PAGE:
Family survives lethal gas that filled house while they slept
“We almost had a tragedy - that’s for sure,” Hahnville Fire Chief Reginald Gaubert told the Herald-Guide.
“The family’s carbon monoxide sensor sounded an alarm at three in the morning, but they shrugged it off and went back to sleep.
“The alarm sounded again four hours later, at seven in the morning. This time, they called the fire department.”
By the time firefighters arrived at the home, the family showed classic signs of carbon monoxide poisoning. Symptoms included dizziness, headache, fatigue, lethargy and irregular heartbeat.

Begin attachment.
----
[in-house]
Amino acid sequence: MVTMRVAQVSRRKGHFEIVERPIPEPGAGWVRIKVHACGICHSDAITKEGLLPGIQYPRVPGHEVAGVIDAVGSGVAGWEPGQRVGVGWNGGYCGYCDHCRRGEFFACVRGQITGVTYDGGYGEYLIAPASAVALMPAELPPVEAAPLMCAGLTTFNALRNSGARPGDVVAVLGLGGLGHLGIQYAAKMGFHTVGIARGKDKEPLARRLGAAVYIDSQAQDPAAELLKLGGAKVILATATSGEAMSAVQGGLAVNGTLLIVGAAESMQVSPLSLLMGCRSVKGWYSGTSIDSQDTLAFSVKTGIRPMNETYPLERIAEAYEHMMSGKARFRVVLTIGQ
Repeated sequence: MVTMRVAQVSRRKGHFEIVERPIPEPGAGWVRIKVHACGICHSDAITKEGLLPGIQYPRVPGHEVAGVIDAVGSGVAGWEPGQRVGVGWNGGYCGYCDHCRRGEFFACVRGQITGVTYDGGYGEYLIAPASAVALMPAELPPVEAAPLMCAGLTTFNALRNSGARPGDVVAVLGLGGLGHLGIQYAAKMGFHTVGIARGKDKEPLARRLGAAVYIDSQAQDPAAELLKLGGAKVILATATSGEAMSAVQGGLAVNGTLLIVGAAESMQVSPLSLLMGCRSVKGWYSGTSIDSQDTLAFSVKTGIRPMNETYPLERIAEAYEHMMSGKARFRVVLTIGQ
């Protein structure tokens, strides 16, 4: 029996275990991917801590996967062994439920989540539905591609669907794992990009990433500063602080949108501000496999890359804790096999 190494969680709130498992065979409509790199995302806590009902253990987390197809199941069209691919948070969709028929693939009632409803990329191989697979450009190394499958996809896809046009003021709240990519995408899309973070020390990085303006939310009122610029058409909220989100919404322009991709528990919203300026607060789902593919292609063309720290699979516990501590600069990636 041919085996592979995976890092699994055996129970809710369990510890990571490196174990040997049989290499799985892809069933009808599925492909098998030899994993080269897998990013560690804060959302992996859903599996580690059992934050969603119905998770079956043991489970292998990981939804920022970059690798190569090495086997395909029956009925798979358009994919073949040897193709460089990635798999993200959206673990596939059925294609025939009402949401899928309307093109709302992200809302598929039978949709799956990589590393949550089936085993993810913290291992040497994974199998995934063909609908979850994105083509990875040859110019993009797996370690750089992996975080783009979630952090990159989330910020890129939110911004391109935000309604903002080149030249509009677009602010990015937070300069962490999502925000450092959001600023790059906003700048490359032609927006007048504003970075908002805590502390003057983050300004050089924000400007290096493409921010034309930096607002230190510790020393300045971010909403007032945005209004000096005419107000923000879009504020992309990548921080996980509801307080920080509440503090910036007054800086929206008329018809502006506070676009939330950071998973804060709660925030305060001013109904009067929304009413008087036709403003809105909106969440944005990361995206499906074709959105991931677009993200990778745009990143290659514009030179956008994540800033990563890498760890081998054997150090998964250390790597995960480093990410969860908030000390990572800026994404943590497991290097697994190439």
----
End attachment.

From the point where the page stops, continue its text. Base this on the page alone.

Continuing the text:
The situation was so advanced that sensors showed the exterior of the house to be engulfed by the odorless, colorless, invisible gas.
There was so much carbon monoxide inside that the sensors “buried their needles” with the highest possible reading.
A water heater was the source of the carbon monoxide, Gaubert says.
“The gas was coming from an open vent on the top of the water heater,” continues the fire chief“
“Anything with an open flame is a possible source of a carbon monoxide, including a fireplace.
“People need to be aware of this. And if they have carbon monoxide alarms, they should take them seriously.
“This gas truly is a silent killer.”
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Frank Power, 74, of Liberty, Miss., passed away on Feb. 23 at his residence surrounded by his loving family.